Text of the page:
From Dinner Table to Board Room, NAFTA Discussions Should Be Happening More
By Jere Sullivan, Vice Chairman of Global Public Affairs
Free trade has become part of the modern-day lexicon and viewed by many as an integral component of a prosperous U.S. economy. Free trade pacts like the North American Free Trade Agreement (NAFTA) have been good fodder for discussion, but not generally viewed as “hot-button” political issues inside the Beltway. And despite the usual tête-à-tête debate between free traders and isolationists, they were generally accepted – at least after implementation, on a bipartisan basis. Congress had even introduced “fast track” provisions to ensure swift passage of the agreements.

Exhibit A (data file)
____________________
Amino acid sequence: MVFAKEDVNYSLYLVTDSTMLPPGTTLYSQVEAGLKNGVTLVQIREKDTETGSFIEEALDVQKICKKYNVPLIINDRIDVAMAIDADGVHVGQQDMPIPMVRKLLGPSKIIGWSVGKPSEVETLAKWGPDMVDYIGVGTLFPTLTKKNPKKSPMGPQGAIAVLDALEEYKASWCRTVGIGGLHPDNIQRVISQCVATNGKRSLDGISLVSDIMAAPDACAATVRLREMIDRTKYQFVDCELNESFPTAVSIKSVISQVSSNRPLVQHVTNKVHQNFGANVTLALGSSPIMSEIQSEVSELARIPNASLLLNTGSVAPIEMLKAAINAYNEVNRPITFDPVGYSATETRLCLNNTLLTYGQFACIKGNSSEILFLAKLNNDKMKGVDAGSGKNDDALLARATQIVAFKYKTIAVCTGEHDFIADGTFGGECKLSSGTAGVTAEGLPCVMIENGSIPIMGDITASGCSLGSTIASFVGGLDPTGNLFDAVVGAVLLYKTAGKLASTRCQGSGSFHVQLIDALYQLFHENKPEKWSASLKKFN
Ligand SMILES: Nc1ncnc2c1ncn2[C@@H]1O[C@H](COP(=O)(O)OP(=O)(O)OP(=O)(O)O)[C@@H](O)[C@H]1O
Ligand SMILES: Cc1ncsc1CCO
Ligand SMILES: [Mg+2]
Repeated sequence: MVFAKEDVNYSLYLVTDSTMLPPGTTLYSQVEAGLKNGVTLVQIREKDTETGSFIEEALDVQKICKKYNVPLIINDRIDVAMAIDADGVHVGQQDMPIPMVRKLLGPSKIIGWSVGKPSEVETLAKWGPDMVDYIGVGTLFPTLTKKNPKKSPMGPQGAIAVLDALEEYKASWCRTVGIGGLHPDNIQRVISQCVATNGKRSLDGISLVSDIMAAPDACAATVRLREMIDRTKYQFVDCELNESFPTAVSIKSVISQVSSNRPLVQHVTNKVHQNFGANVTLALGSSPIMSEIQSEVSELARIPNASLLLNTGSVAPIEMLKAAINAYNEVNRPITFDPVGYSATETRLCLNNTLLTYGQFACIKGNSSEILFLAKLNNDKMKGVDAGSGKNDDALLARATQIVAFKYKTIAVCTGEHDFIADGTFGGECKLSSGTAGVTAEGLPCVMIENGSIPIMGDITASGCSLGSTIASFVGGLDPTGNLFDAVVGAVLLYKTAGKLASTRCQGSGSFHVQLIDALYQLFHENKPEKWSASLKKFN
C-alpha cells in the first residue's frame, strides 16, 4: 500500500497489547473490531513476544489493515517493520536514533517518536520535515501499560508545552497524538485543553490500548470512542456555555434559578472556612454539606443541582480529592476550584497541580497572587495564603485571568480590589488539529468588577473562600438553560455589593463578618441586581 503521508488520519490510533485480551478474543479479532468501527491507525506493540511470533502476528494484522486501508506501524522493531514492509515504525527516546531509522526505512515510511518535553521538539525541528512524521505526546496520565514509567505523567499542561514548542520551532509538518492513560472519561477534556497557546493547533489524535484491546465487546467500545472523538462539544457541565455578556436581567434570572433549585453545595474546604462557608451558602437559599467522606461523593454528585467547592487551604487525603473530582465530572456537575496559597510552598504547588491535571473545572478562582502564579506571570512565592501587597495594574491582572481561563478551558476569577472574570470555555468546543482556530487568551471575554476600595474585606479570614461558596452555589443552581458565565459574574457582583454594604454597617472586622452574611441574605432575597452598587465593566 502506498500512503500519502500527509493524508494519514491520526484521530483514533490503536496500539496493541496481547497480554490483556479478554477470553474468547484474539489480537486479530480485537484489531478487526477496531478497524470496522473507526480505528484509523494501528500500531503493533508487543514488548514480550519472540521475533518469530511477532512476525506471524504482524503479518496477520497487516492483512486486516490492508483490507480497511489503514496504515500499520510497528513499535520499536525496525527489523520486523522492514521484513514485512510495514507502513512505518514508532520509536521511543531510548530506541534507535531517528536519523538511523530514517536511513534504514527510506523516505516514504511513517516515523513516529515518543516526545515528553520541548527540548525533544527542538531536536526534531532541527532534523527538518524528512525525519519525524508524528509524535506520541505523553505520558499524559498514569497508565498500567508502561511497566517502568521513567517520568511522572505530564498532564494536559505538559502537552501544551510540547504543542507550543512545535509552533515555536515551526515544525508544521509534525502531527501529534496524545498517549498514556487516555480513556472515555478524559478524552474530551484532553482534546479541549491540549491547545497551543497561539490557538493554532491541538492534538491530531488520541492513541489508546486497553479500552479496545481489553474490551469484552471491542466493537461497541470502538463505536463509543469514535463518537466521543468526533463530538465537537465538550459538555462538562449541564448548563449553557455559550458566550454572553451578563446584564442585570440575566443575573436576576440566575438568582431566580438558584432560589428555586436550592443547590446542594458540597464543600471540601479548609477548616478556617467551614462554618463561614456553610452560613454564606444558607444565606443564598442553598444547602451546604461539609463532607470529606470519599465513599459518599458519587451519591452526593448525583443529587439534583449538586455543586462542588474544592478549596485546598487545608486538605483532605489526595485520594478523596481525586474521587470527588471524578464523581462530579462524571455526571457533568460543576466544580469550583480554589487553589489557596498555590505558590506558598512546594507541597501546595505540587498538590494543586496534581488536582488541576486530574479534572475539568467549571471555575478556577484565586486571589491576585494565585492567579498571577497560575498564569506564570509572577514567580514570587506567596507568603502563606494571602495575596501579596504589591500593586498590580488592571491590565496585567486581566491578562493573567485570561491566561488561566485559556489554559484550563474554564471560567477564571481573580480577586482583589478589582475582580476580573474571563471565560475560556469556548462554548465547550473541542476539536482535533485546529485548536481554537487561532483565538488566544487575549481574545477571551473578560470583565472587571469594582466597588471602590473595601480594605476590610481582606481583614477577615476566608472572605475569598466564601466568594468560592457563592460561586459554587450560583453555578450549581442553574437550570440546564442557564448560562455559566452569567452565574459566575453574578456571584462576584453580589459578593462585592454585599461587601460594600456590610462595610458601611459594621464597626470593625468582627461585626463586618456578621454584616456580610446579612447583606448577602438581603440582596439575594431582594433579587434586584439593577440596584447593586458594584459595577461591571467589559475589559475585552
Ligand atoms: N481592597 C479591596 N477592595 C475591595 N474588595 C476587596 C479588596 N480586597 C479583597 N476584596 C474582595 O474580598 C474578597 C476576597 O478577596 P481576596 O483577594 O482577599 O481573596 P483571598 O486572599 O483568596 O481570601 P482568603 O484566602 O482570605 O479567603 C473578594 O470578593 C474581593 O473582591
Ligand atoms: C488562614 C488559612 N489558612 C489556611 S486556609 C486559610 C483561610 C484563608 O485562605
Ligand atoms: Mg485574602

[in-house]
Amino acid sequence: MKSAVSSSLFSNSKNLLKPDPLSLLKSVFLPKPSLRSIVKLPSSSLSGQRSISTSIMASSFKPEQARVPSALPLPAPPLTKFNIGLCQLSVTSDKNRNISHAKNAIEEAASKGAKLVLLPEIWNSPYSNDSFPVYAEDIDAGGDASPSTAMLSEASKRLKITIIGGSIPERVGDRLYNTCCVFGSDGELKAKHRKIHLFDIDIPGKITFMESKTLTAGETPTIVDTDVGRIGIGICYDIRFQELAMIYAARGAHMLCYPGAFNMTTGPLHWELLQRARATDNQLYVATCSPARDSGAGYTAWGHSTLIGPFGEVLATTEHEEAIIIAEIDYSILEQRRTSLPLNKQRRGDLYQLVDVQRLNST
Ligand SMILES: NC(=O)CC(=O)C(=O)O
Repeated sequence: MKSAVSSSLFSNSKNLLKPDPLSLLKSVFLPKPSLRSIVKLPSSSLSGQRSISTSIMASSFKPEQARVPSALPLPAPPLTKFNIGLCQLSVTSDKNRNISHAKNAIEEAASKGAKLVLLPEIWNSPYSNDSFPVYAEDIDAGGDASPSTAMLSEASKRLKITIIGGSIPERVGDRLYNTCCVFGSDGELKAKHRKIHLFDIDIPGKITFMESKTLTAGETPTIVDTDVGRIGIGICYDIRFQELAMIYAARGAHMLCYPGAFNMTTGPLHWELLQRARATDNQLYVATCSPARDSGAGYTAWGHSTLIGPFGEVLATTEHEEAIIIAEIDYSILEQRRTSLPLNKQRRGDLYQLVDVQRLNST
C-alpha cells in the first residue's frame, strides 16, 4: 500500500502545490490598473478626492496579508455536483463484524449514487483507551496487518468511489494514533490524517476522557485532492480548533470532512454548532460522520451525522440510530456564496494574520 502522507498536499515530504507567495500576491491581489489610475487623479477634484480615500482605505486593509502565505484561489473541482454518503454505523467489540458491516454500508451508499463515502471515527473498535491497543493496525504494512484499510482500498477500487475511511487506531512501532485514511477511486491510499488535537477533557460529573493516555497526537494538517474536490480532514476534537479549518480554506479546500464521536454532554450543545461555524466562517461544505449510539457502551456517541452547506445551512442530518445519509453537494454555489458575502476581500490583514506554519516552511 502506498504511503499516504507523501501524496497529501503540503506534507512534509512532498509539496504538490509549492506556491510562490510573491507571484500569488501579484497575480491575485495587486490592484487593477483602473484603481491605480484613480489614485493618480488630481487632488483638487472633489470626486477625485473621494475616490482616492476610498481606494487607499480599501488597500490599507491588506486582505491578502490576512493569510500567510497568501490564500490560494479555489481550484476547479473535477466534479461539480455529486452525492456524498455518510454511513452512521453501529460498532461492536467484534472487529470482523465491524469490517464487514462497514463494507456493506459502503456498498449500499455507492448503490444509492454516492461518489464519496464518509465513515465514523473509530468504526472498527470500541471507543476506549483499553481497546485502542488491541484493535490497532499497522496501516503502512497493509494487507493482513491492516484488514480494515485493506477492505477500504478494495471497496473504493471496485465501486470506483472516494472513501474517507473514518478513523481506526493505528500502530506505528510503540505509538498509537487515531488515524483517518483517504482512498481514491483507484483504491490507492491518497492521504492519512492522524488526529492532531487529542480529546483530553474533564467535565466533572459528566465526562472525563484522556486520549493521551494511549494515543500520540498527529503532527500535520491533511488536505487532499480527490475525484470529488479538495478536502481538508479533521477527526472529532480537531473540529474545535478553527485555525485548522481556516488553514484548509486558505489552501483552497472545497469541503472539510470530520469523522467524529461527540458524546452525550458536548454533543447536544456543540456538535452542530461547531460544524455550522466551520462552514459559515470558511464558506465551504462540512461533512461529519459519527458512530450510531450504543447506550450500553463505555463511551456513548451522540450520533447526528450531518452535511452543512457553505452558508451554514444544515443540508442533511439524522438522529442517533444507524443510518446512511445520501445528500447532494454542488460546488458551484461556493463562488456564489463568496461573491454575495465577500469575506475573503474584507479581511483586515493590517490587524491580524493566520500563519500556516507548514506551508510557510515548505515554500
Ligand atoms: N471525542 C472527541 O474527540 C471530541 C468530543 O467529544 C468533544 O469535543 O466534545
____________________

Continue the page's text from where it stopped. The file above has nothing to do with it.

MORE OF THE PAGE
That was all upended during the 2016 Presidential election. The status quo was challenged by candidates from both parties, and skepticism regarding the “free” part of free trade grew with the magnification of the United States’ trade deficit. Political dialogue led to the public asking questions about trade, questions such as:
Did manufacturing jobs leave my hometown because of NAFTA? Are corporations lining their coffers by using labor in lower cost markets like Mexico? What is the impact of the ballooning trade deficit with China on the American worker?
Trade became a convenient bogeyman on the 2016 campaign trail and we witnessed a steady drumbeat from
candidates and surrogates making this an issue that resonated with voters. Simply put if I as a worker and voter was left behind something had to be responsible. And that something became previous and pending “bad” trade deals. The sentiment was populist and it turned trade into a household concern for Americans on both sides of the political aisle.